45. mas, n. the celebration of the Lord's Supper or Eucharist in R.C. churches, also the office for the same: a musical setting of certain parts of the R.C. liturgy: a church festival or feast-day, as in Candlemas, Christmas, Martinmas, &c.--ns. MASS'-BELL, or Sacring-bell, a bell rung during the celebration of mass, at the elevation of the host; MASS'-BOOK, the R.C. missal or service-book; MASS'-PRIEST, formerly a R.C. secular priest, as distinct from those living under a rule--later, a priest retained in chantries, &c., to say masses for the dead: a R.C. priest generally.--MASS FOR THE DEAD, a funeral mass for the faithful in Christ, to hasten their release from purgatory; CONVENTUAL MASS, a mass for the general community of a religious house: a mass at which special remembrance is made of pious founders and benefactors; DRY MASS, or SERVICE, a rite in which there is neither consecration nor communion; HIGH MASS, a mass celebrated with music, ritual, ceremonies, and incense; LOW MASS, the ordinary mass celebrated without music and incense; MIDNIGHT MASS, that mass which is said at midnight on Christmas-eve; PRIVATE MASS, any mass where only the priest communicates, esp. in a private oratory; SOLEMN MASS, a mass resembling a high mass, but without some of its special ceremonies; VOTIVE MASS, a special mass over and above those ordinarily said for the day, for some particular grace or purpose, and provided by some individual. [A.S. mæsse--Low L. missa--L. missus, mitt[)e]re, to send away, from the phrase at the close of service, Ite, missa est (ecclesia), 'Go, the congregation is dismissed.'] gutenberg.org/ebooks/37683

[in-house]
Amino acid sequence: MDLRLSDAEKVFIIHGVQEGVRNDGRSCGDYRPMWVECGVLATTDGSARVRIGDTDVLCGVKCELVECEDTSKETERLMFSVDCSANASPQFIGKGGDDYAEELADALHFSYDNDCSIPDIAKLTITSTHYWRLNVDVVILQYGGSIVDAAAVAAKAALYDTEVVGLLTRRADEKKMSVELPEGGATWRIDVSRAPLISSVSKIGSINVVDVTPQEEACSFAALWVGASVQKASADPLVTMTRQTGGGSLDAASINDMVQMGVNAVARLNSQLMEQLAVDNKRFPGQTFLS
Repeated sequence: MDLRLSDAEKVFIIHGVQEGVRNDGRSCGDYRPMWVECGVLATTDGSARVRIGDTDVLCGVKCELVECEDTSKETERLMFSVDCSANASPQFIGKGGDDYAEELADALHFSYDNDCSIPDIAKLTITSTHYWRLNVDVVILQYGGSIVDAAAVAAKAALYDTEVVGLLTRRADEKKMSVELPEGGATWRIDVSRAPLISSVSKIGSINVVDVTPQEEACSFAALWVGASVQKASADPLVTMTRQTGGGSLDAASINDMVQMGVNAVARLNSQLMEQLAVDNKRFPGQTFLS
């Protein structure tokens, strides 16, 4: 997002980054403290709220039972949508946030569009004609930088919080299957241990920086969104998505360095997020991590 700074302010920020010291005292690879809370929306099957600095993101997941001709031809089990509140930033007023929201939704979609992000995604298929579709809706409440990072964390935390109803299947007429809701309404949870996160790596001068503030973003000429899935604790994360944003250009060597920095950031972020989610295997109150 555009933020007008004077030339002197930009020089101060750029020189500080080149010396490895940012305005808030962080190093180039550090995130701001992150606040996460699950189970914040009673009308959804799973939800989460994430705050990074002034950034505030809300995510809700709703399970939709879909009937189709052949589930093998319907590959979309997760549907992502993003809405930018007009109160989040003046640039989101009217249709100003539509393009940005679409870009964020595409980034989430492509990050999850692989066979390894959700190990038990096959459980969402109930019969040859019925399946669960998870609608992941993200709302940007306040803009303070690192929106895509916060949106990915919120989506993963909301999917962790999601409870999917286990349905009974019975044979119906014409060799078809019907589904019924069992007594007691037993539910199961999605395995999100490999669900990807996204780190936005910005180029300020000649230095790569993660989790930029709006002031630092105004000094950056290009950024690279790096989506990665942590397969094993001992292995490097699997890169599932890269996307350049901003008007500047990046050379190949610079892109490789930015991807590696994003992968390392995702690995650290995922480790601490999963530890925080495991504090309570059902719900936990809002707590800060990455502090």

46. The compound, from which pills have to be formed. Medical Lexicon. A Dictionary of Medical Science
  47. [Latin, Greek] A collection of particles cohering to form a single body. na
  48. [Latin, Greek] Hence, of U. S. Pharmacopoeia, a substance or aggregation of substances made into a cohesive solid mixture for division into pills; also called a Pill-m. (Massa pilularum) or Pill (Pilula, B. P.). Blue m., massa hydrargyri (see Mercury). Vallet’s m., massa ferri carbonatis (see Iron carbonate). na
  49. [Latin, Greek] in physics, the amount of matter which a body contains. na
  50. (A) celebration (now usu. Rom. Cath.) of the Eucharist, as m. was said, we attend, go to, hear, m., mm. were said for his soul; liturgy used in this; musical setting of parts of this; high m. (with incense, music, & assistance of deacon& subdeacon); low m. (with no music& minimum of ceremony). [old English] Concise Oxford Dictionary
  51. Coherent body of matter of indefinite shape; dense aggregation of objects, as a m. of fibres; large number (of); he is a m. of (covered with) bruises; unbroken expanse (of light &c.); the (great) m., the majority (of); the mm., the lower orders, of, CLASSES; in the m., in the aggregate; (Physics) quantity of matter a body contains; m. meeting, large (usu. political) assembly of people; (vb) gather (t. & i.) into m., (Mil.) concentrate (troops). [French] Concise Oxford Dictionary
  52. A body made up of coherent particles. American pocket medical dictionary.
  53. Any agglomeration of matter; in pharmacy, a solid or semisolid mixture of a number of ingredients. Appleton's medical dictionary.
  54. [L.L.] The Eucharistic Office in the Latin Church ; so named, it is said, from the words of dismissal, ' ' Ite missa est ; " but this is doubtful. Glossary of terms and phrases - Percy
  55. In Physics, the quantity of matter in a given body ; it is proportional to the weight. If two bodies exactly counterpoise each other in a perfectly just balance, they have equal masses. Glossary of terms and phrases - Percy
  56. n. [Latin] A body of matter assembled or formed into a lump; a great quantity collected; a heap; an assemblage;— bulk; magnitude; size;— chief component portion; principal part; main body;— the quantity of matter which a body contains, irrespective of its bulk or volume;— pl. The people; the lower classes. Cabinet Dictionary